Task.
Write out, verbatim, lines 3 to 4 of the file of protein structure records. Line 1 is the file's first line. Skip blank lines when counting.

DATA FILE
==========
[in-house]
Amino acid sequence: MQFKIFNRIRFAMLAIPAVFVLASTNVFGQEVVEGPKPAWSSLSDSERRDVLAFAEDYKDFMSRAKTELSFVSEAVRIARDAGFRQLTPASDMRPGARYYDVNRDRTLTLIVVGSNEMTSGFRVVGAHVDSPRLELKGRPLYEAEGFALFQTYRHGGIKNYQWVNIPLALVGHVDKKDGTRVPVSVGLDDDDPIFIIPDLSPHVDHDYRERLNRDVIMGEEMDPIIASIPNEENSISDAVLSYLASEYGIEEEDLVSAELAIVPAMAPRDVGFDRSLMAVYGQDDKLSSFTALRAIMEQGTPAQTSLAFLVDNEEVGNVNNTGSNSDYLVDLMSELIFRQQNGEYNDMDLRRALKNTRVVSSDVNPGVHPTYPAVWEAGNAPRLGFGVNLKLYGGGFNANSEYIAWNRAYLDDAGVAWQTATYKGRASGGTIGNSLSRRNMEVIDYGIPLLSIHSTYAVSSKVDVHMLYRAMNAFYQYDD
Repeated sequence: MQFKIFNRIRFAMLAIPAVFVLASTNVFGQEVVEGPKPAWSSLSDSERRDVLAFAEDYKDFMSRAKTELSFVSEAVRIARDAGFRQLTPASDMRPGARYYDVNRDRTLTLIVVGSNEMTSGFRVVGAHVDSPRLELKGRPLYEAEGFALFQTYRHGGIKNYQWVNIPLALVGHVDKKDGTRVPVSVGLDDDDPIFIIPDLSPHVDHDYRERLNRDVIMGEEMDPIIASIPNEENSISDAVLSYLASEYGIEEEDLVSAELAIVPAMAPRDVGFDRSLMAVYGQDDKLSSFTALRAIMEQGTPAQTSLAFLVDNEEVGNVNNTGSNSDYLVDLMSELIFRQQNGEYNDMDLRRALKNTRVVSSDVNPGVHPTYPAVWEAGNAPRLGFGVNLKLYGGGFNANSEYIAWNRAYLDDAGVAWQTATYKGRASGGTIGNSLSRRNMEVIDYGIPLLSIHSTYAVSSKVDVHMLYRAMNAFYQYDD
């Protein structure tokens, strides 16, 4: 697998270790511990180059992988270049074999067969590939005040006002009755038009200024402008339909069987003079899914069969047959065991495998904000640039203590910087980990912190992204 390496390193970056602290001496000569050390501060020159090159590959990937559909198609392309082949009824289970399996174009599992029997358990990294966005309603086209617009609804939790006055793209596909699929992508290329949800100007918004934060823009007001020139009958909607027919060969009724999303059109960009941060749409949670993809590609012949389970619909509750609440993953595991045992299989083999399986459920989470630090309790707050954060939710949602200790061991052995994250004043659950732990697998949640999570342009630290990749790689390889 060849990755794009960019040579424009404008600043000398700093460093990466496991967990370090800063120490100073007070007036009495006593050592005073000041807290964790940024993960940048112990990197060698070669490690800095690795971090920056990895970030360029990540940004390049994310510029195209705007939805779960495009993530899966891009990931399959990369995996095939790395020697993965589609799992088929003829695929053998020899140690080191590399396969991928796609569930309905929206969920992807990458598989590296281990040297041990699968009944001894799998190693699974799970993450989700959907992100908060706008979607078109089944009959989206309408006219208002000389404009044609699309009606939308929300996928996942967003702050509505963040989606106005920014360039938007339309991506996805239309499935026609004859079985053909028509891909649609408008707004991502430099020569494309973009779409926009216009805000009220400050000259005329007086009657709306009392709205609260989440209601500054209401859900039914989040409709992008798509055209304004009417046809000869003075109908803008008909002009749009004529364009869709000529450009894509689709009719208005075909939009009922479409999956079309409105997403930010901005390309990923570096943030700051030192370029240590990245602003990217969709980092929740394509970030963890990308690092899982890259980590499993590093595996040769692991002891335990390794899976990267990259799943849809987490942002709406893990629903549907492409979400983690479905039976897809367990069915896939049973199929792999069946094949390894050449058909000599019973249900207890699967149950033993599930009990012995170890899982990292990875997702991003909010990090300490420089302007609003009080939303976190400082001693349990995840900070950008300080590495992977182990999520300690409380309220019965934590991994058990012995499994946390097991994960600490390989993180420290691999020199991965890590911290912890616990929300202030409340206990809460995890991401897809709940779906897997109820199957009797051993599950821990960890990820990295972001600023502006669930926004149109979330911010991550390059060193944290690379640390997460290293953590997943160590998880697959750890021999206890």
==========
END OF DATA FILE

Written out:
Repeated sequence: MQFKIFNRIRFAMLAIPAVFVLASTNVFGQEVVEGPKPAWSSLSDSERRDVLAFAEDYKDFMSRAKTELSFVSEAVRIARDAGFRQLTPASDMRPGARYYDVNRDRTLTLIVVGSNEMTSGFRVVGAHVDSPRLELKGRPLYEAEGFALFQTYRHGGIKNYQWVNIPLALVGHVDKKDGTRVPVSVGLDDDDPIFIIPDLSPHVDHDYRERLNRDVIMGEEMDPIIASIPNEENSISDAVLSYLASEYGIEEEDLVSAELAIVPAMAPRDVGFDRSLMAVYGQDDKLSSFTALRAIMEQGTPAQTSLAFLVDNEEVGNVNNTGSNSDYLVDLMSELIFRQQNGEYNDMDLRRALKNTRVVSSDVNPGVHPTYPAVWEAGNAPRLGFGVNLKLYGGGFNANSEYIAWNRAYLDDAGVAWQTATYKGRASGGTIGNSLSRRNMEVIDYGIPLLSIHSTYAVSSKVDVHMLYRAMNAFYQYDD
């Protein structure tokens, strides 16, 4: 697998270790511990180059992988270049074999067969590939005040006002009755038009200024402008339909069987003079899914069969047959065991495998904000640039203590910087980990912190992204 390496390193970056602290001496000569050390501060020159090159590959990937559909198609392309082949009824289970399996174009599992029997358990990294966005309603086209617009609804939790006055793209596909699929992508290329949800100007918004934060823009007001020139009958909607027919060969009724999303059109960009941060749409949670993809590609012949389970619909509750609440993953595991045992299989083999399986459920989470630090309790707050954060939710949602200790061991052995994250004043659950732990697998949640999570342009630290990749790689390889 060849990755794009960019040579424009404008600043000398700093460093990466496991967990370090800063120490100073007070007036009495006593050592005073000041807290964790940024993960940048112990990197060698070669490690800095690795971090920056990895970030360029990540940004390049994310510029195209705007939805779960495009993530899966891009990931399959990369995996095939790395020697993965589609799992088929003829695929053998020899140690080191590399396969991928796609569930309905929206969920992807990458598989590296281990040297041990699968009944001894799998190693699974799970993450989700959907992100908060706008979607078109089944009959989206309408006219208002000389404009044609699309009606939308929300996928996942967003702050509505963040989606106005920014360039938007339309991506996805239309499935026609004859079985053909028509891909649609408008707004991502430099020569494309973009779409926009216009805000009220400050000259005329007086009657709306009392709205609260989440209601500054209401859900039914989040409709992008798509055209304004009417046809000869003075109908803008008909002009749009004529364009869709000529450009894509689709009719208005075909939009009922479409999956079309409105997403930010901005390309990923570096943030700051030192370029240590990245602003990217969709980092929740394509970030963890990308690092899982890259980590499993590093595996040769692991002891335990390794899976990267990259799943849809987490942002709406893990629903549907492409979400983690479905039976897809367990069915896939049973199929792999069946094949390894050449058909000599019973249900207890699967149950033993599930009990012995170890899982990292990875997702991003909010990090300490420089302007609003009080939303976190400082001693349990995840900070950008300080590495992977182990999520300690409380309220019965934590991994058990012995499994946390097991994960600490390989993180420290691999020199991965890590911290912890616990929300202030409340206990809460995890991401897809709940779906897997109820199957009797051993599950821990960890990820990295972001600023502006669930926004149109979330911010991550390059060193944290690379640390997460290293953590997943160590998880697959750890021999206890």